• 19.15. We leave

• 19.50  The Olympic lanes are no use to us because there are none in our part of the West End. Hence, at 19.30 on a Saturday night we have crawled through both Piccadilly Circus AND Trafalgar Square. After 35 minutes in the car we have made a net journey of 400 metres. I rest my forehead against the back of the driver’s chair. “Where are you?” texts UKA Chair Ed Warner from the Stadium “Garry is announcing on his own and Dai Greene only just made the final”

• 20.05 After hitting every red light ever installed in the East of London, we are in another slow queue to get into the stadium. I offer to run from there but it is a vehicle check area. Terry Colton, the Athletics Competitions Manager is also in the car and agrees to run with me and show me a short-cut once we get there. Terry and I were first and second in the British Universities 5000 metres Championships in 1980.  This is the re-match.

• 20.10 We go into a vehicle access area which requires us to get out of the car, to have our belongings scanned and the car searched thoroughly. What?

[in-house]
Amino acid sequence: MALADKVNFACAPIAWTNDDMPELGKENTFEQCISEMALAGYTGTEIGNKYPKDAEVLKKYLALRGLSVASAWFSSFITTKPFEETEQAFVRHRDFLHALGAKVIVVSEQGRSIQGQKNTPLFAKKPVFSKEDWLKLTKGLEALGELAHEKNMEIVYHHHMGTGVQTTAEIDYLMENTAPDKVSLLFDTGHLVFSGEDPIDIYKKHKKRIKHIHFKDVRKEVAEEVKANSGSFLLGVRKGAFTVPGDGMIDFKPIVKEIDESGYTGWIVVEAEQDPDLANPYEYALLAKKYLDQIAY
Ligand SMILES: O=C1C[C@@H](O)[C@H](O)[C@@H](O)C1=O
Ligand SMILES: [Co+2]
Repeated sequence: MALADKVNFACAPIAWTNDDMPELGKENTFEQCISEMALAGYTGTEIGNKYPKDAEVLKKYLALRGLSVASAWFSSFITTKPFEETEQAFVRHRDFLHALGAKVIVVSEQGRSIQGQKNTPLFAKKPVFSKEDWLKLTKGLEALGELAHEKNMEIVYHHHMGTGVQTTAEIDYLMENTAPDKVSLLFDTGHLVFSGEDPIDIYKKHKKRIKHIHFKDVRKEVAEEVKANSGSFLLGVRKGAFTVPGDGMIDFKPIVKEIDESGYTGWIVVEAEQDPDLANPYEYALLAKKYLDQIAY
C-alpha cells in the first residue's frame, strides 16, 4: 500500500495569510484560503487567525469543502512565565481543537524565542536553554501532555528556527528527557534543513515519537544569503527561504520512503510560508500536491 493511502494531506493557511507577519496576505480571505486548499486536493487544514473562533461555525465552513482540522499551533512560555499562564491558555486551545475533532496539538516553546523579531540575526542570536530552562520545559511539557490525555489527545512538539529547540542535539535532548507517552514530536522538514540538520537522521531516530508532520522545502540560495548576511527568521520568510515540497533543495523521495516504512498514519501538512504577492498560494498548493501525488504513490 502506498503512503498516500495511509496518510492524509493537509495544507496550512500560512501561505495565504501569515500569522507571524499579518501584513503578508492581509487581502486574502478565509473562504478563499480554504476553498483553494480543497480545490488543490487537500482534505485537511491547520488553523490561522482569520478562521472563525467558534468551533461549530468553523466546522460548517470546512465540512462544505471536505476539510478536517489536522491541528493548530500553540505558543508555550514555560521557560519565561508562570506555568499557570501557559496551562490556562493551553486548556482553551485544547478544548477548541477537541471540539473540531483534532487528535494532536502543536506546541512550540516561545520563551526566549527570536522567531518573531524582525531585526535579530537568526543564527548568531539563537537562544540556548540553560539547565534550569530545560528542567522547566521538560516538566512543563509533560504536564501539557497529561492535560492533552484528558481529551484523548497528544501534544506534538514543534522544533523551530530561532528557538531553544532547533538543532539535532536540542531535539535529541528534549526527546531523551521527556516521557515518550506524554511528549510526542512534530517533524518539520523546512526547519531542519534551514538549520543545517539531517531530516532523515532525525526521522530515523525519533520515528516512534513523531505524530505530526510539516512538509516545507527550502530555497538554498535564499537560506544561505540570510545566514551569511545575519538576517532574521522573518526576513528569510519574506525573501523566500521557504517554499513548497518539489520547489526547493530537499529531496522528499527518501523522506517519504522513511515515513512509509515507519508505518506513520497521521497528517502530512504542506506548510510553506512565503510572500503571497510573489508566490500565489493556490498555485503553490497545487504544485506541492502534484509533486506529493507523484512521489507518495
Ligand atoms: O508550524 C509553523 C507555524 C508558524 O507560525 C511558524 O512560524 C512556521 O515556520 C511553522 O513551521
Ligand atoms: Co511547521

• The scanning takes several minutes and the security guys have a query about Dave Katz’s race measuring equipment. Dave works for New York Marathon and is also anxious to get to the stadium to see his wife but he nobly waves us to go on. We roar off. Thanks, Dave.

• 20.19 Terry and I leap out of the car and start running. We run for about half a mile through the outskirts of the stadium and along alleyways that I never knew existed.

• 20.24  I burst through the Event Presentation room doors and plonk myself down in my seat in the booth, sweating like a hobgoblin. Garry and I high five (he has to do this journey next week but is relieved to end a solo 90 minute announcing stint). I put my headset on. “Nine minutes until we introduce the first heptathlon 800 metre start” says Florian. We carry on as if nothing happened. Production Assistants Matt Bates and Kyleah Widdecombe have my Butler notes set out on the desk in front of me, just as I like them and Kyleah passes me a bottle of water. I take a deep breath.